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dation might be the consequence; whereas, rivers, from their position, in the lowest parts of the districts through which they passed, could be productive of no such dangerous result. At any rate, the law ought to be equal; and certainly, the smallest penalty ought not to attach to the highest degree of offence. The Bedford Level Act felonies were fit subjects for repeal, however proper they might have been at the time of their enactment. Sending threatening letters was another case in which the law was anomalous. A man might charge another with the grossest crimes, to extort money, and it was only a transportable offence; whilst sending directly for money, or venison, offences made capital by the Black act, was made punishable with death. There could be no reason for this, and the law should be equally applicable to both. The personating of Greenwich pensioners was another capital felony which should be repealed. The agents of government ought to be sufficiently cautious in money concerns to render the punishment of death unnecessary. The last case on which he proposed alteration, was the cutting of serges, in which the capital punishment should be remitted: In ac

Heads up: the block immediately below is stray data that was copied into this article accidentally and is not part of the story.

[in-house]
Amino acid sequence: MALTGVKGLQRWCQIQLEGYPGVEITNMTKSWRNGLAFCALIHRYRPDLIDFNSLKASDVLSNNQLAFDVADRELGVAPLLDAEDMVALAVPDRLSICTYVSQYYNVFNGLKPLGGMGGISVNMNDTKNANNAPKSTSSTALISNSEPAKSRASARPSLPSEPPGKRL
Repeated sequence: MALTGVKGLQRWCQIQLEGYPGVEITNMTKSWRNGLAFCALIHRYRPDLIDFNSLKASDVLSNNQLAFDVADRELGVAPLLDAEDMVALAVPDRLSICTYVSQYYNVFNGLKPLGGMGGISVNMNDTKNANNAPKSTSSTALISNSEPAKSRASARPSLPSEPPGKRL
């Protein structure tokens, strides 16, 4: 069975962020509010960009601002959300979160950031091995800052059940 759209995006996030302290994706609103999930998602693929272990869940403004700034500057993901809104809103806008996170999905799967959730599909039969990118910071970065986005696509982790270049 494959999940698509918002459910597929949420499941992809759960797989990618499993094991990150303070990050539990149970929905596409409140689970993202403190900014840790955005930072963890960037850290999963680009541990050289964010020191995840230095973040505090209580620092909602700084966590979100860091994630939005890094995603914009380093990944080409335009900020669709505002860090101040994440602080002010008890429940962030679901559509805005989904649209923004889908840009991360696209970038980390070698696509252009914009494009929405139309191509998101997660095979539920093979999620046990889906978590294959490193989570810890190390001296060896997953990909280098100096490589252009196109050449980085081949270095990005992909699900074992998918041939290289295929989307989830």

mittee of 1819, in preference to those in the resolutions. In the report, there were four divisions of cases. The first was of the cases of crimes recommended by the committee to be left as misdemeanours at common law. Of these there had been 12 liable to capital punishment; four out of this number had been already repealed, and he proposed to do away with the capital punishment in the other eight. Most of them were crimes made capital by the Black Act. He admitted that it would be advisable to secure a better sanction for the law, by removing those penalties which could hardly ever be enforced. The second class consisted of offences of so malignant a nature, that if they actually occurred, nothing less than death could atone them. The next case was that of acknowledging and assisting in obtaining a fine, and recovery; the next, helping in the recovery of stolen goods; the next, maliciously killing or wounding cattle -an offence of a highly aggravated character, and of very unfrequent occurrence. He thought this last one peculiarly well calculated for the experiment proposed. The malignity which impelled to such a deed, no doubt, deserved death; but it might be better to add to the solemnity and efficacy of the laws by repealing it. In six-knowledging and proving a fine and reteen years, there had been only two convictions for this offence. It was a crime difficult to prove it was necessary to prove malice against the owner of the cattle, when it was obvious that there were many safe modes of doing him much more mischief open to such malice. The next case was that of cutting down trees, in which, in sixteen years, there had been but two convictions and one execution. The punishment might be changed to transportation. If offences should be found to multiply in consequence, it was only for the House to reconsider the question. With regard to No. 8, in this second class, he could not help regarding it as a strange anomaly. It awarded the punishment of death for the cutting down of the banks of rivers. Now, he had looked into sundry canal bills, to the num-vated circumstances, of confidential serber of fifty or sixty, and in not one of them had it been thought necessary to insert a clause making the cutting down of banks a felony; and yet canals were, from their nature, their; use, and the situations in which they were made, much more hazardous than the banks of rivers. Canals were made in high grounds, where, upon the bank being cut, an inun